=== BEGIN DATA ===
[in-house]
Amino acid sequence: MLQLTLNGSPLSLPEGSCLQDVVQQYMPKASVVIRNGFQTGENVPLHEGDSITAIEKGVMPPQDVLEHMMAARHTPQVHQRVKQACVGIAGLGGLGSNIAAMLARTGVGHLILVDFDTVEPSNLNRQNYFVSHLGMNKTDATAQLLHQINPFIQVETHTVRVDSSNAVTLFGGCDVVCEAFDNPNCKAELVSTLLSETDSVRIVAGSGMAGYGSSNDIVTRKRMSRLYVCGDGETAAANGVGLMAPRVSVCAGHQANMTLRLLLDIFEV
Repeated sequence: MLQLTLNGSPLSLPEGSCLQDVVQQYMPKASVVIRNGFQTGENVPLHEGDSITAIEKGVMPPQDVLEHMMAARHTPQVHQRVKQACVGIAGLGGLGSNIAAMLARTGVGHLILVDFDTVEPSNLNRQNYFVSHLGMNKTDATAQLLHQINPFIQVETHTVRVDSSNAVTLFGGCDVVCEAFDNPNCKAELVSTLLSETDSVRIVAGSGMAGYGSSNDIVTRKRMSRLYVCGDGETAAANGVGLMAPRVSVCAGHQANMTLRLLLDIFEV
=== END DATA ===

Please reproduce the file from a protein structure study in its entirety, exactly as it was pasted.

[in-house]
Amino acid sequence: MLQLTLNGSPLSLPEGSCLQDVVQQYMPKASVVIRNGFQTGENVPLHEGDSITAIEKGVMPPQDVLEHMMAARHTPQVHQRVKQACVGIAGLGGLGSNIAAMLARTGVGHLILVDFDTVEPSNLNRQNYFVSHLGMNKTDATAQLLHQINPFIQVETHTVRVDSSNAVTLFGGCDVVCEAFDNPNCKAELVSTLLSETDSVRIVAGSGMAGYGSSNDIVTRKRMSRLYVCGDGETAAANGVGLMAPRVSVCAGHQANMTLRLLLDIFEV
Repeated sequence: MLQLTLNGSPLSLPEGSCLQDVVQQYMPKASVVIRNGFQTGENVPLHEGDSITAIEKGVMPPQDVLEHMMAARHTPQVHQRVKQACVGIAGLGGLGSNIAAMLARTGVGHLILVDFDTVEPSNLNRQNYFVSHLGMNKTDATAQLLHQINPFIQVETHTVRVDSSNAVTLFGGCDVVCEAFDNPNCKAELVSTLLSETDSVRIVAGSGMAGYGSSNDIVTRKRMSRLYVCGDGETAAANGVGLMAPRVSVCAGHQANMTLRLLLDIFEV